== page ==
d. import taxes retard production.
Q7. A production possibilities curve with clothing and food on the axes shows which of the following?
I. A society cannot have an unlimited amount of each good.
II. For an efficient society, an increase in clothing production will necessitate a decrease in food production.
III. A society will always produce the maximum amount of both clothing and food.
a. II only
b. I only
c. III only
d. both I and II
Q8. All points on the production possibilities curve are efficient.
Q9. Economic growth can be pictured in a production possibilities curve diagram by
a. shifting the production possibilities curve out.
b. moving from right to left along the curve.
c. moving from left to right along the curve.
d. shifting the production possibilities curve in.
Q10. Suppose the current unemployment rate is 15 percent. If it rises to 20 percent,
a. the production possibilities curve will shift inward.
b. the economy will move closer to the production possibilities curve.
c. the economy will operate further inside the production possibilities curve.
d. the economy will move up along the production possibilities curve.
Q11. Clean air is a scarce resource.
Q12. Which of the following statements is FALSE?
a. A good is anything that gives satisfaction or happiness to individuals.
b. Wants may include humanitarian and altruistic goals.
c. Wants are unlimited and include all material and nonmaterial desires.
d. Economic goods are available in desired quantities at a zero price.
Q13. The current size of the U.S. labor force is less than 100 million workers.
Q14. The factors of production are
a. never as useful as people expect them to be.
b. valuable only because they are owned by corporations seeking to make a profit from them.
c. scarce resources.
d. abundant without limit on the planet.
Q15. Why do firms seek to use the least-cost combination of inputs?
a. because they won't be able to stay in business if they don't
b. because that is the combination that their employees prefer
c. because managers and supervisors find their jobs are easiest when the least-cost combination is used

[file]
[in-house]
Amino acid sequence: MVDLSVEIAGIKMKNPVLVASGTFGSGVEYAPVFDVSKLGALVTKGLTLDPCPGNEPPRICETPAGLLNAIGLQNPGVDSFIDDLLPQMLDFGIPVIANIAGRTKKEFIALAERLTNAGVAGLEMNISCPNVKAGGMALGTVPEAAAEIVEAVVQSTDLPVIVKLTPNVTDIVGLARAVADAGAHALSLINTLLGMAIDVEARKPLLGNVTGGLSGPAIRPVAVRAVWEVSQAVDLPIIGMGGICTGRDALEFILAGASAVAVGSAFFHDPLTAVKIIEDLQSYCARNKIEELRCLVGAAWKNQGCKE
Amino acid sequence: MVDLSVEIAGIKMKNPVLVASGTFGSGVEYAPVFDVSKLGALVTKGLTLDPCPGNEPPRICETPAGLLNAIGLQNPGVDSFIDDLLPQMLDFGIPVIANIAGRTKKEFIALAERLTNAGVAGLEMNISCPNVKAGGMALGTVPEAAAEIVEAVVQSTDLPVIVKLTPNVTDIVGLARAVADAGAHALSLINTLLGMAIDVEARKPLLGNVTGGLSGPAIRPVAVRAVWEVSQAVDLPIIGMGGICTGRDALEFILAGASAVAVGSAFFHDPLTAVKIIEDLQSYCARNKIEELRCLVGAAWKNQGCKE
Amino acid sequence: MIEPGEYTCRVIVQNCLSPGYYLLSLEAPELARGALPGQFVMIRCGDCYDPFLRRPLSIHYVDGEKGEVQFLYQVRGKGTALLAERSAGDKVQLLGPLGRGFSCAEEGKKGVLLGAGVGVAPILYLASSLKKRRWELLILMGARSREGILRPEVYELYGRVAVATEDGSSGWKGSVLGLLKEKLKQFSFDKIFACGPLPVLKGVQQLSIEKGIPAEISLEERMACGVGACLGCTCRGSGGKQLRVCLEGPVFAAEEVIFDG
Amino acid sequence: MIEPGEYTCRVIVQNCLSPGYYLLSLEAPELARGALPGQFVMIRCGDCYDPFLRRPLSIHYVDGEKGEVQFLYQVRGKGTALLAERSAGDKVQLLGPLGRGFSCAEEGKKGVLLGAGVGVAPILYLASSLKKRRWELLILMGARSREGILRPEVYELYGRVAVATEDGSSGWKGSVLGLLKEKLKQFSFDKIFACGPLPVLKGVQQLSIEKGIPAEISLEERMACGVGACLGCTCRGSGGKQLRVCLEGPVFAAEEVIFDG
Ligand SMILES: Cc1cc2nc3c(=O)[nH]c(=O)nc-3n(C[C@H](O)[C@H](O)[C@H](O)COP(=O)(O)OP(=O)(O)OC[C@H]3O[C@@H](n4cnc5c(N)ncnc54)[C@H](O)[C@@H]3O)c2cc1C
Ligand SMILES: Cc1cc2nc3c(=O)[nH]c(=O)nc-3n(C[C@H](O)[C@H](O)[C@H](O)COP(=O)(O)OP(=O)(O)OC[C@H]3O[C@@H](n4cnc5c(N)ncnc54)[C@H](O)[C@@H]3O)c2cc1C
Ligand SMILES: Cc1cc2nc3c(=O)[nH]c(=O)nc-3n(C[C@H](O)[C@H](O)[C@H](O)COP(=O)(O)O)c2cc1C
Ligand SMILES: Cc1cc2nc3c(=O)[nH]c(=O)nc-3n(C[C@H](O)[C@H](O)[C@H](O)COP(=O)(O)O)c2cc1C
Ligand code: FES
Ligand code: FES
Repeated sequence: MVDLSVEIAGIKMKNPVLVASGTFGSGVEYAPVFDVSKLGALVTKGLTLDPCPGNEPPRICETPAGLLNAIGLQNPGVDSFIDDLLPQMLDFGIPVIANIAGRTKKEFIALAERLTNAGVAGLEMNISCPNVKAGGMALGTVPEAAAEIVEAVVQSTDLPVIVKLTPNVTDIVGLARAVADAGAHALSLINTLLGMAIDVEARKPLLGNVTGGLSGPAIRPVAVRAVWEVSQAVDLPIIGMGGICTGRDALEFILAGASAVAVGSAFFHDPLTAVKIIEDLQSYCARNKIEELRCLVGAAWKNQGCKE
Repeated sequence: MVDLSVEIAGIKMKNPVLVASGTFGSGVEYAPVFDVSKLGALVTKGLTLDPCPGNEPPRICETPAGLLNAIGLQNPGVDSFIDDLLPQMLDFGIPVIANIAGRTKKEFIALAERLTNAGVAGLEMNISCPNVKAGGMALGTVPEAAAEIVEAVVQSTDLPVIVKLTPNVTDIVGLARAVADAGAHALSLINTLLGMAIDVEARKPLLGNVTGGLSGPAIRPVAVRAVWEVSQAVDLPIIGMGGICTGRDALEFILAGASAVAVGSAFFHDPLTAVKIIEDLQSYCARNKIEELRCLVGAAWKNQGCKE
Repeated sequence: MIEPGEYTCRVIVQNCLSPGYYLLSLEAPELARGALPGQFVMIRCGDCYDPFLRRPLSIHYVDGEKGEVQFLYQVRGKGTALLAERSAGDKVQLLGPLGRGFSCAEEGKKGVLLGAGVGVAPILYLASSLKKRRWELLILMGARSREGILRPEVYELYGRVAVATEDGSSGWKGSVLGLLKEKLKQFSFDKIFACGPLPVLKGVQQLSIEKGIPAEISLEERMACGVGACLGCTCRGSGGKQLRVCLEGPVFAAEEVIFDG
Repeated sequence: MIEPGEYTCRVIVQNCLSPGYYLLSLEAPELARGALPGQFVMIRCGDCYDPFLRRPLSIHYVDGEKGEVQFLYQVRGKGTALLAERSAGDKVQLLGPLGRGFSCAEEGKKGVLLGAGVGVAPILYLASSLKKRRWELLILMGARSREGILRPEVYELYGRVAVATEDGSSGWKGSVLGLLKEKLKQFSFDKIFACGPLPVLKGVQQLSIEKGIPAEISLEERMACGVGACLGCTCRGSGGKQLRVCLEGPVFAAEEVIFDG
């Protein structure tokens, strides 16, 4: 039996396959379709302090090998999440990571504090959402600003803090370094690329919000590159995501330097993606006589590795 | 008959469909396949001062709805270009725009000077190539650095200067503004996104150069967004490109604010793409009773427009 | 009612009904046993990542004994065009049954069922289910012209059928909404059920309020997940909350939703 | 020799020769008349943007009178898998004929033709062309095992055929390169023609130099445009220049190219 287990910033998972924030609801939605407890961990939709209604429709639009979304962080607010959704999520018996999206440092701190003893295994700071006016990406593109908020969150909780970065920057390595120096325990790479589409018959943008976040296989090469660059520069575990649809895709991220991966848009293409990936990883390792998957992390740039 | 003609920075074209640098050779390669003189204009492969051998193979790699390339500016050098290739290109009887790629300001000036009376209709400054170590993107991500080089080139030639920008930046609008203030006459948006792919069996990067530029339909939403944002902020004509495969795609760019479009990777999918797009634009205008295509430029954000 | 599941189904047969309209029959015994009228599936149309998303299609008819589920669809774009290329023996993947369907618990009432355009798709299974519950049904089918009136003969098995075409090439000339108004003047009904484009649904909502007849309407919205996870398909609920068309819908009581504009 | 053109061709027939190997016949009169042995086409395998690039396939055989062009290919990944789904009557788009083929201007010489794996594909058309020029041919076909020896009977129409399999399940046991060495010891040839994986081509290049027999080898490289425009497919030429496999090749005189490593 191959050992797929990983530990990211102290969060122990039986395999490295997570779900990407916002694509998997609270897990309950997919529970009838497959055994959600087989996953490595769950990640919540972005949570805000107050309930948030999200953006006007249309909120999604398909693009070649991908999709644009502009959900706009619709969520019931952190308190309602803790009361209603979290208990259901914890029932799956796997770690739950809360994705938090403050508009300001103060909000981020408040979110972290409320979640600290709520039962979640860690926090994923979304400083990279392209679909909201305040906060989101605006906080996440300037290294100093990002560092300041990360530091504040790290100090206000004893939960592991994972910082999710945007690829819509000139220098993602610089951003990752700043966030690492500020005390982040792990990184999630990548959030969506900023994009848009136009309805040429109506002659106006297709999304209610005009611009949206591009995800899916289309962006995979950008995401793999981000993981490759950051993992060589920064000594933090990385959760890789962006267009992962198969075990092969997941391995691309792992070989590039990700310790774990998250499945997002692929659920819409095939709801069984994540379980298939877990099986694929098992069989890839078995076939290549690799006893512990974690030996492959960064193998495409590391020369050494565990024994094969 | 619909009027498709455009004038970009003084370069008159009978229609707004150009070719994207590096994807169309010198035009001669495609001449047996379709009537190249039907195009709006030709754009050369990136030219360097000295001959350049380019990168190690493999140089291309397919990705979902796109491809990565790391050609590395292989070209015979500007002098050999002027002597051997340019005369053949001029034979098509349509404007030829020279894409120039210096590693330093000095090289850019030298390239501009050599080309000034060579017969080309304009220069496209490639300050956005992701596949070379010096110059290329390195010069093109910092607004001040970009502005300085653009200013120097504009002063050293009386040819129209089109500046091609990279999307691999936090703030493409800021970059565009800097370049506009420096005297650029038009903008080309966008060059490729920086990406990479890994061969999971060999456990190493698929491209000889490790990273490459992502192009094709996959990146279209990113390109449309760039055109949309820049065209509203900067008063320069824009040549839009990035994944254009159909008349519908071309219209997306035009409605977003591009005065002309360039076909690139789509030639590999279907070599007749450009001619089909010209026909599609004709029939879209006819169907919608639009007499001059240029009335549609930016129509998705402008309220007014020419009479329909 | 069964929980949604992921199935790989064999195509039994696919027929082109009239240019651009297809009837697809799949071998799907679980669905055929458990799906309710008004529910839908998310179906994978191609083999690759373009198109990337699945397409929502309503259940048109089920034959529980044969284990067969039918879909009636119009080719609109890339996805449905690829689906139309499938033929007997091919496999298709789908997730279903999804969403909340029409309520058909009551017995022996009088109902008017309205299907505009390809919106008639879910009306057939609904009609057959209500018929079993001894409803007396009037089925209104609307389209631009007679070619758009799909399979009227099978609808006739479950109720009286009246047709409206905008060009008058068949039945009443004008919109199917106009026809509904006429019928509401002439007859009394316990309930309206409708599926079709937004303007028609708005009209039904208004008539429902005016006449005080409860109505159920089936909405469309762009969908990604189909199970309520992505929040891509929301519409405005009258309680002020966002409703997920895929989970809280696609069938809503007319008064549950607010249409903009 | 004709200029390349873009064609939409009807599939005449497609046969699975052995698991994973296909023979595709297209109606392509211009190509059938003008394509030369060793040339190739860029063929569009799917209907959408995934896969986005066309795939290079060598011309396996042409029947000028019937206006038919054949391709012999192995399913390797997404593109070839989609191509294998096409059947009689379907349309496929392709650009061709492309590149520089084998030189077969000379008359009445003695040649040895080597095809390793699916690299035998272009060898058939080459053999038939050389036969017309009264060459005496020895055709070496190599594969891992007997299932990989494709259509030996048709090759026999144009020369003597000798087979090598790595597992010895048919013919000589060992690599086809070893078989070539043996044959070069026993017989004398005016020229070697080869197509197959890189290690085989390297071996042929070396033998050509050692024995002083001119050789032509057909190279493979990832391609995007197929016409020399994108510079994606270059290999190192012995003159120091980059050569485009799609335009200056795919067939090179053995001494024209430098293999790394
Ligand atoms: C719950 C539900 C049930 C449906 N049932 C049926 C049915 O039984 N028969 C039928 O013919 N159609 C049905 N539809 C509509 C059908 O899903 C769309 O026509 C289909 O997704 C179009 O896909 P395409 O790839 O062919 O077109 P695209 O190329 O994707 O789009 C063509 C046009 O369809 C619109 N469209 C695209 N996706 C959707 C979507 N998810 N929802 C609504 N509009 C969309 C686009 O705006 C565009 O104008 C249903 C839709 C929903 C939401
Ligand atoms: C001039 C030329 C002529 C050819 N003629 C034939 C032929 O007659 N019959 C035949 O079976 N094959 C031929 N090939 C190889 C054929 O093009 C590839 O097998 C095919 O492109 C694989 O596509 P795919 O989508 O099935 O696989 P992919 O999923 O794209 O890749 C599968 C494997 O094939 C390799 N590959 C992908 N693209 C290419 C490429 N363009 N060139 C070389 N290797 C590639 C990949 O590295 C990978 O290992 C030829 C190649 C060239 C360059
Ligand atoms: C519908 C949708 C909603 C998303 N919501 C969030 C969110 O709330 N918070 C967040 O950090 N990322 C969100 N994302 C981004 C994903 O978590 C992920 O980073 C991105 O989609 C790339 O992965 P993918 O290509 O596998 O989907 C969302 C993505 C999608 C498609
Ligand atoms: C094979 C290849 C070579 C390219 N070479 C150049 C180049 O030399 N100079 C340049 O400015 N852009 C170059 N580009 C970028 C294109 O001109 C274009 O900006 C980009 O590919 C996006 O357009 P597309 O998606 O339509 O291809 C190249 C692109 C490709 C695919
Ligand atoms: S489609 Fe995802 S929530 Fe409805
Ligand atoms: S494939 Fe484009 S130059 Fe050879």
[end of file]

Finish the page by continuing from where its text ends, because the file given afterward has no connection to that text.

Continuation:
d. because they want to keep costs low in order to appear to the media as a well-run business
Q16. Which one of the following best describes how economists view prices?
a. Low prices are good; high prices are bad.
b. High prices are good; low prices are bad.
c. The best price is a fair price.
d. Prices are signals of relative scarcity.
Q17. The person who creates a product innovation and brings it to market is providing the resource of
Q18. Gifts of nature used in the production process are considered
Q19. In a free market economy,
a. government decides what is produced, and producers decide who gets to consume it.
b. as a good becomes relatively more scarce, its price declines.
c. firms choose only to produce the most fashionable goods, regardless of the cost of production.
d. goods and services are allocated by a price system.
Q20. Resources are also known as
a. stocks, bonds, and other financial instruments.
c. factors of production.
Q21. The size of the U.S. labor force has declined over the past 20 years as many jobs have been outsourced from the United States to other countries.
Q22. Which one of the following is TRUE?
a. The growth of the U.S. population over the next several decades will come from immigration.
b. Population growth makes a country poorer, because there are more mouths to feed.
c. Real per capita GDP can increase only if there is inflation.
d. Real per capita GDP can increase only if there is no inflation.
Q23. Which one of the following is FALSE?
a. The U.S. labor force will continue to grow through immigration.
b. Inflation stops economic growth.
c. Increased availability of reliable communication channels at lower and lower costs have led to companies relocating their manufacturing operations offshore.
d. The size of the U.S. labor force continues to grow despite many jobs being moved off-shore.
Q24. What is the purpose of a market system?
a. to facilitate efficient exchange
b. to encourage consumers to buy goods on credit
c. to ensure an equal distribution of income
d. to ensure that everyone is treated fairly
Q25. The market system is also called the price system because
a. people pay money in markets.
b. everything has a price tag.
c. rising prices are the signal to producers to make more of a particular good.
d. inflation is a disturbing problem.
Q26. Production refers to
a. any activity that causes a material conversion of an object.
b. any activity that results in the conversion of resources into goods and services that can be consumed.
c. any activity carried on by a firm, whether a corporation, partnership, or sole proprietorship.